“The Beginning of the End ? ”
As if the Churches in Scotland don’t have enough problems to contend with right now the much respected Herald columnist Harry Reid has recently written that it is now time for the Church of Scotland to lay aside all pretence in maintaining its role as Scotland’s ‘national church’. Pointing out that times have changed Harry Reid reminds us that the Kirk is no longer the ‘power’ it once was. Membership numbers have nose dived over recent decades and the Church seems to have been edged to the margins when it comes to have its voice heard.
Harry Reid makes many good points.
I do think that the Church, as we know it, is at the beginning of the end of that period in history when it held sway in the corridors of power. Times have changed. Scotland now has its own Parliament and media attention is rightly focussed there rather than on the Kirk’s General Assembly. While, from experience I know, that the ‘movers and shakers’ within Scottish society still listen to the Church’s position on whatever may be the issue of the day, there is little doubt that bygone ‘power’ has been replaced with a lesser, ‘influence’. But, surely, within a democracy, that is no bad thing. After all, it is not for the Church to instruct people how to live their lives and which choices to make, so much as to support the whole of society as choices have to be made, giving voice to the voiceless and reminding those with ‘power’ that the most vulnerable and dependent deserve equal consideration in all things. This is never an easy task to fulfil, but Jesus never promised his followers an easy path – rather an alternative lifestyle, the cornerstones of which are justice, freedom, integrity, mercy and love.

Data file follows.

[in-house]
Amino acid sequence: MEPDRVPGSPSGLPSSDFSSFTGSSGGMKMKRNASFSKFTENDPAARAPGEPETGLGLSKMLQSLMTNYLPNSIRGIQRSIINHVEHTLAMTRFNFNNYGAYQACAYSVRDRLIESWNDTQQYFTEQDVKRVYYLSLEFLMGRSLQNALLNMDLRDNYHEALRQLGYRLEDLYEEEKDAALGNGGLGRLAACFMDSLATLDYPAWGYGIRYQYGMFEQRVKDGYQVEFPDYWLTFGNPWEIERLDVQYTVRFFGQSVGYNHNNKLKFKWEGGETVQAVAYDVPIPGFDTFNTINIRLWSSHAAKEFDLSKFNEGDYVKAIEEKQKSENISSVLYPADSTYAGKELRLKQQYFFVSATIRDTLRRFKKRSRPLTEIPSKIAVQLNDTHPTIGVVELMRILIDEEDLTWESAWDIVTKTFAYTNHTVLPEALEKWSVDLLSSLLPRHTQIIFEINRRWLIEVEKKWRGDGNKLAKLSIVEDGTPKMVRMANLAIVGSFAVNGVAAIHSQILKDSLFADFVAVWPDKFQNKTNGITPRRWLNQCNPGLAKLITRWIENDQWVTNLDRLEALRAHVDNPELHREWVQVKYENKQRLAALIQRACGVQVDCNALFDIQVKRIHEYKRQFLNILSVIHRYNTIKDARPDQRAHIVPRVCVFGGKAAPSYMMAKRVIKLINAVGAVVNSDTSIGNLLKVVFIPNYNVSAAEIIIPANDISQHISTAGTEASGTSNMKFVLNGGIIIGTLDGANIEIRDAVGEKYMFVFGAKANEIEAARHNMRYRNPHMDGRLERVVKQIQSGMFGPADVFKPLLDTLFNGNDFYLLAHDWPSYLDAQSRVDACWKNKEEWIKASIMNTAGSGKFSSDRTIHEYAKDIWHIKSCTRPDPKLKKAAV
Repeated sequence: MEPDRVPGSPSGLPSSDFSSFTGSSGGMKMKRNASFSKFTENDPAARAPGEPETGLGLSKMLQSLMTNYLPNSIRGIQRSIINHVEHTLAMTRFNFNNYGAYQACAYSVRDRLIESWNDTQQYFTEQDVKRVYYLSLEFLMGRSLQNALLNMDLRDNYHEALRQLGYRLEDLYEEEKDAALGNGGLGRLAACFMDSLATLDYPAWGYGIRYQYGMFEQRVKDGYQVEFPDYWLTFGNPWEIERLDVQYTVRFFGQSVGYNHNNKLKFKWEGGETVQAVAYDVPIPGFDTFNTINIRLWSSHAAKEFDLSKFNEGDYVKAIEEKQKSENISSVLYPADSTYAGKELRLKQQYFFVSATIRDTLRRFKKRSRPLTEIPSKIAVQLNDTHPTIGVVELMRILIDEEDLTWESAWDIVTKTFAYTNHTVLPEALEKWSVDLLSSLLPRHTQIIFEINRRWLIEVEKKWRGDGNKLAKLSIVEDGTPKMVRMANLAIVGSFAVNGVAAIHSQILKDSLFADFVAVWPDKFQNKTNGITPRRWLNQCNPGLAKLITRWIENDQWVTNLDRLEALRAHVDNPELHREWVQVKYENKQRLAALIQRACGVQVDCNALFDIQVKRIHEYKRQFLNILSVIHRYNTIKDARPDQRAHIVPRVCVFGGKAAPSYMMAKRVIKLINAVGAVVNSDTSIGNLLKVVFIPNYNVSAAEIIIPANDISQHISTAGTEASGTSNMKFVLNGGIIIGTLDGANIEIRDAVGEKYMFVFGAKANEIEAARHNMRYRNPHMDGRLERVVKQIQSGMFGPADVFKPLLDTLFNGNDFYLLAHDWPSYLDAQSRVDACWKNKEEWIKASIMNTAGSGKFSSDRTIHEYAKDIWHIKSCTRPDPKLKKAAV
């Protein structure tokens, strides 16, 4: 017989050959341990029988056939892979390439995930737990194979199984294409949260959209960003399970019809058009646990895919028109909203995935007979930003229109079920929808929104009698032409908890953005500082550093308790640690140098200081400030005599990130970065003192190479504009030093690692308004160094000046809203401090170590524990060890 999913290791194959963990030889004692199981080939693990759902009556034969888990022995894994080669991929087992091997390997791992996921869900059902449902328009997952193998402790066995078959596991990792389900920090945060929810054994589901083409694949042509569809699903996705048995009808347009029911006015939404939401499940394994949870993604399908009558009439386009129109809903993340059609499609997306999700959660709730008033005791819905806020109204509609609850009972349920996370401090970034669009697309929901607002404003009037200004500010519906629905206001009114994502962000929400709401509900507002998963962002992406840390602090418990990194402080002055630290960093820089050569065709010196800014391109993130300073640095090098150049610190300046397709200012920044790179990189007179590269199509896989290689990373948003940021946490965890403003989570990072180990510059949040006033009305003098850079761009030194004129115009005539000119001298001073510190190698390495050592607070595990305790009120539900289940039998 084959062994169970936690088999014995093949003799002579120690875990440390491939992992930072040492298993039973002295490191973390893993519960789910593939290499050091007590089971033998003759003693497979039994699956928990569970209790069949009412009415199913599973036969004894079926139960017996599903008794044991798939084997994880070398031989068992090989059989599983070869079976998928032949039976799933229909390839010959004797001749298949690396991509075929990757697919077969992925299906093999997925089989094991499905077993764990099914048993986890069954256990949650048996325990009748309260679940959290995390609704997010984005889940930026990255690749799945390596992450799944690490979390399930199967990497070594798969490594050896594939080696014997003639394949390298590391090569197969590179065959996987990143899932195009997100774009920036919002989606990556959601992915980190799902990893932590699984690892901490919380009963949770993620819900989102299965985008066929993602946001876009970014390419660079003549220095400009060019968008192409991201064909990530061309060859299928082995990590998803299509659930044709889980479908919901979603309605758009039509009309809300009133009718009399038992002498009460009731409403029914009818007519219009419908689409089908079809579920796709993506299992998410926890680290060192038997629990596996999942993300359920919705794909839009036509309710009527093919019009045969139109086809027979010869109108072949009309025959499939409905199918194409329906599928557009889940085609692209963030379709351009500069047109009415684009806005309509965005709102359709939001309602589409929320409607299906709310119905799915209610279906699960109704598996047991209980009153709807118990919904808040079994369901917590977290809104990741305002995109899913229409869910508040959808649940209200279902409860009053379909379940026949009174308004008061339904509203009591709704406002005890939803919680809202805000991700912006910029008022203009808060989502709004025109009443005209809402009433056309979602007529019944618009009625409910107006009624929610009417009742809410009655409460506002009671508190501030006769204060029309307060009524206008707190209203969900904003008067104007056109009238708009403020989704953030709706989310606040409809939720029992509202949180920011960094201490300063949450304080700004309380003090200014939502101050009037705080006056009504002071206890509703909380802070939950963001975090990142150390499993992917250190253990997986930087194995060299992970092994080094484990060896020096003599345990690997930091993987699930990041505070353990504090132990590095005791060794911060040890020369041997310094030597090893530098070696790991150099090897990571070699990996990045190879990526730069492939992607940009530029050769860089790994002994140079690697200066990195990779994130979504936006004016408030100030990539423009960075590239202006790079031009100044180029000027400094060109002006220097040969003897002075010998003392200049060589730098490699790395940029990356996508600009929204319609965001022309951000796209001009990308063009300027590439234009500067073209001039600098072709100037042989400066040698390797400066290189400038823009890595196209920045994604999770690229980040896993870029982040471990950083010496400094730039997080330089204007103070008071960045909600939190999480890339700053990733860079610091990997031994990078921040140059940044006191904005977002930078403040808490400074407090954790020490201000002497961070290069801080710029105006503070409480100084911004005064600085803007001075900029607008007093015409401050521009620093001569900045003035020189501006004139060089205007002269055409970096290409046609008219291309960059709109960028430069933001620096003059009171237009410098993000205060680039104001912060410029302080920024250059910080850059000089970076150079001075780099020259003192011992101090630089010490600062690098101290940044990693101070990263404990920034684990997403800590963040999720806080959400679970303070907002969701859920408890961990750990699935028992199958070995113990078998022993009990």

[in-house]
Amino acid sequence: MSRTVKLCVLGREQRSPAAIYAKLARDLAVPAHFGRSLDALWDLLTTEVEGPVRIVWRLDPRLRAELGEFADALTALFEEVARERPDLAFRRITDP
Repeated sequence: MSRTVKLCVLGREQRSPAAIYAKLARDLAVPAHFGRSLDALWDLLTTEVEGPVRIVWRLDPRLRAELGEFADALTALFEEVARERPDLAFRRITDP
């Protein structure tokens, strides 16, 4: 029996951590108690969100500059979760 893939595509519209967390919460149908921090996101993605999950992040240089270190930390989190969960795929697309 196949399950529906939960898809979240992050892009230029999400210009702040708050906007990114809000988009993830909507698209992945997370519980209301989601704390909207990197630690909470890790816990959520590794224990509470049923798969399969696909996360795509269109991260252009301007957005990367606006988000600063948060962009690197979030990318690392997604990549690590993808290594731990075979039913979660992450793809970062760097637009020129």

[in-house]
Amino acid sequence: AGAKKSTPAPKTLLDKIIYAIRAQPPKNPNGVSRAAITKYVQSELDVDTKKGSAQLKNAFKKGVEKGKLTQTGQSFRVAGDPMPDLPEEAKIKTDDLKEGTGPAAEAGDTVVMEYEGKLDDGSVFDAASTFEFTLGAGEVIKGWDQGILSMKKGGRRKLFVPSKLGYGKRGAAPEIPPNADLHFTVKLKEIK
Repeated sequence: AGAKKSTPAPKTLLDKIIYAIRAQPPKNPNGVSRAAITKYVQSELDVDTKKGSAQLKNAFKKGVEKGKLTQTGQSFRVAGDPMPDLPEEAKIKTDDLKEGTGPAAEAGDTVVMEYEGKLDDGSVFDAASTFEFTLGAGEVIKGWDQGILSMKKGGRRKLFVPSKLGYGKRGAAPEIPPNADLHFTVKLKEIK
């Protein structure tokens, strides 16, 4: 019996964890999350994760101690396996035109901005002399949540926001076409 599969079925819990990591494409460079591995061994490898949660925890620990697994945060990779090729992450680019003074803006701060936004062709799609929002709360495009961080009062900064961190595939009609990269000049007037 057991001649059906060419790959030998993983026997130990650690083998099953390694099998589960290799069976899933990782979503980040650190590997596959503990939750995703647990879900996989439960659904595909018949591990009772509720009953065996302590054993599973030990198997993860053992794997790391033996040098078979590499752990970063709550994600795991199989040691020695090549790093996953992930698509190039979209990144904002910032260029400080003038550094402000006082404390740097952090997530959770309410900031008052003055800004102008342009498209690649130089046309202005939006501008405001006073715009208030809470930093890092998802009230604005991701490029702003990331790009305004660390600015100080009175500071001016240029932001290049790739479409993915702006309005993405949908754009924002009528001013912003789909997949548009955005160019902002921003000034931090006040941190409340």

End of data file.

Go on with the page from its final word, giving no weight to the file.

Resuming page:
“Or … the End of the Beginning ?”
As I write, time does not allow me to offer an answer to all the points and observations Harry Reid makes. Perhaps this is a topic for a future article. Suffice it for me to draw your attention to the fact that, by the time you read this, the General Assembly will have held its annual conference in Edinburgh. Over a whole day, the Assembly will debate the Report of the Theological Commission on Same-sex Relationships and the Ministry. I have no doubt that this debate will receive considerable media attention as it is being forecast that should the Assembly decide to permit individuals committed to same-sex relationships to be ordained to the Ministry and/or Eldership, more than 50 congregations/ ministers will secede from the Church. I find this highly unlikely. However, I do recognise the strength of feeling and the deep sense of hurt such controversy can cause.
The special Commission was set up in 2011. Its Report runs to some 92 pages. It gives no firm recommendations one way or another. After all this time and in spite of all the debate and discussion that has already taken place, we have actually progressed no further than we were in the Church back in 2011.
Am I surprised ? No.
Am I disappointed? No.
Why ? Because, maybe, this is as it should be!
I say that because, in the end, our Presbyterian polity as a Church gives each individual ‘liberty of opinion on such points that do not enter into the substance of the Faith’. Jesus had practically nothing to say about sex. Dating back to its beginnings, the Church of Scotland has followed the concept of: ‘ecclesia reformata, semper reformanda’ (a reformed Church is always requiring to be reformed). The many little ‘reformations’ that have taken place through the years have helped the Church serve the people of Scotland well. Perhaps a new, radical ‘reformation’ is now required. A ‘reformation’ that will come as we pray for and receive new understanding of what God is saying to people in the 21st century.
God willing it may prove NOT be the beginning of the end, but only ‘the end of the beginning!’.
Minister of Bothwell
and Interim Moderator, Gilmour & Whitehill.